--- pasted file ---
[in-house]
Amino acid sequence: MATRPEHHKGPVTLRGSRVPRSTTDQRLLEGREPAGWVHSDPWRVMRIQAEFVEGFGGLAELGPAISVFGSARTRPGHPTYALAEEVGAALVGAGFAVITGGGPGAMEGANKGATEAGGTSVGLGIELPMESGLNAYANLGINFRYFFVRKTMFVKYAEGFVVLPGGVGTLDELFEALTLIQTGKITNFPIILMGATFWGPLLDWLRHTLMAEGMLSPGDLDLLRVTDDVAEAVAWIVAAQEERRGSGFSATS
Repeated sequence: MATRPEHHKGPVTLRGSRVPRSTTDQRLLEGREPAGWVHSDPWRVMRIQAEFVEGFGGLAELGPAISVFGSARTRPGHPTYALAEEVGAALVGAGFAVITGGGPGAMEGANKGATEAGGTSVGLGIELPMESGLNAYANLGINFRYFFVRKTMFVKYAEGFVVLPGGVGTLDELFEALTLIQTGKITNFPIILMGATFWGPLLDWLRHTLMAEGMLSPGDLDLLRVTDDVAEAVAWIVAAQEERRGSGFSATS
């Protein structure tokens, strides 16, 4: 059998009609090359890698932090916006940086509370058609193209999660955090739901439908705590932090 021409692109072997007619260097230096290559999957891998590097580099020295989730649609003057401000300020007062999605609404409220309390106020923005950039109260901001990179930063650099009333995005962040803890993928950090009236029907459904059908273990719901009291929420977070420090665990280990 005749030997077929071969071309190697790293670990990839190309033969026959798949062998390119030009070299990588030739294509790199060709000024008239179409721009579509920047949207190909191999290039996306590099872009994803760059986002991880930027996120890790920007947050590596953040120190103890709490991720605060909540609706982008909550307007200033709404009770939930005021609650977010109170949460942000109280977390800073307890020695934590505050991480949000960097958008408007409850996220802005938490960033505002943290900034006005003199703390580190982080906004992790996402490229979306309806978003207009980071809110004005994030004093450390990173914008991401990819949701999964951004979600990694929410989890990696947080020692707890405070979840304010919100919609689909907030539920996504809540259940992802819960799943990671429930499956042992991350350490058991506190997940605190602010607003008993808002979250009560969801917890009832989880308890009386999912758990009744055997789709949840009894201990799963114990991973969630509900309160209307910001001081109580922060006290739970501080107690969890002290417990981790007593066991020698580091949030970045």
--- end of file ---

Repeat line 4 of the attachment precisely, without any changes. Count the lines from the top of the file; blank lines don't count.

């Protein structure tokens, strides 16, 4: 059998009609090359890698932090916006940086509370058609193209999660955090739901439908705590932090 021409692109072997007619260097230096290559999957891998590097580099020295989730649609003057401000300020007062999605609404409220309390106020923005950039109260901001990179930063650099009333995005962040803890993928950090009236029907459904059908273990719901009291929420977070420090665990280990 005749030997077929071969071309190697790293670990990839190309033969026959798949062998390119030009070299990588030739294509790199060709000024008239179409721009579509920047949207190909191999290039996306590099872009994803760059986002991880930027996120890790920007947050590596953040120190103890709490991720605060909540609706982008909550307007200033709404009770939930005021609650977010109170949460942000109280977390800073307890020695934590505050991480949000960097958008408007409850996220802005938490960033505002943290900034006005003199703390580190982080906004992790996402490229979306309806978003207009980071809110004005994030004093450390990173914008991401990819949701999964951004979600990694929410989890990696947080020692707890405070979840304010919100919609689909907030539920996504809540259940992802819960799943990671429930499956042992991350350490058991506190997940605190602010607003008993808002979250009560969801917890009832989880308890009386999912758990009744055997789709949840009894201990799963114990991973969630509900309160209307910001001081109580922060006290739970501080107690969890002290417990981790007593066991020698580091949030970045």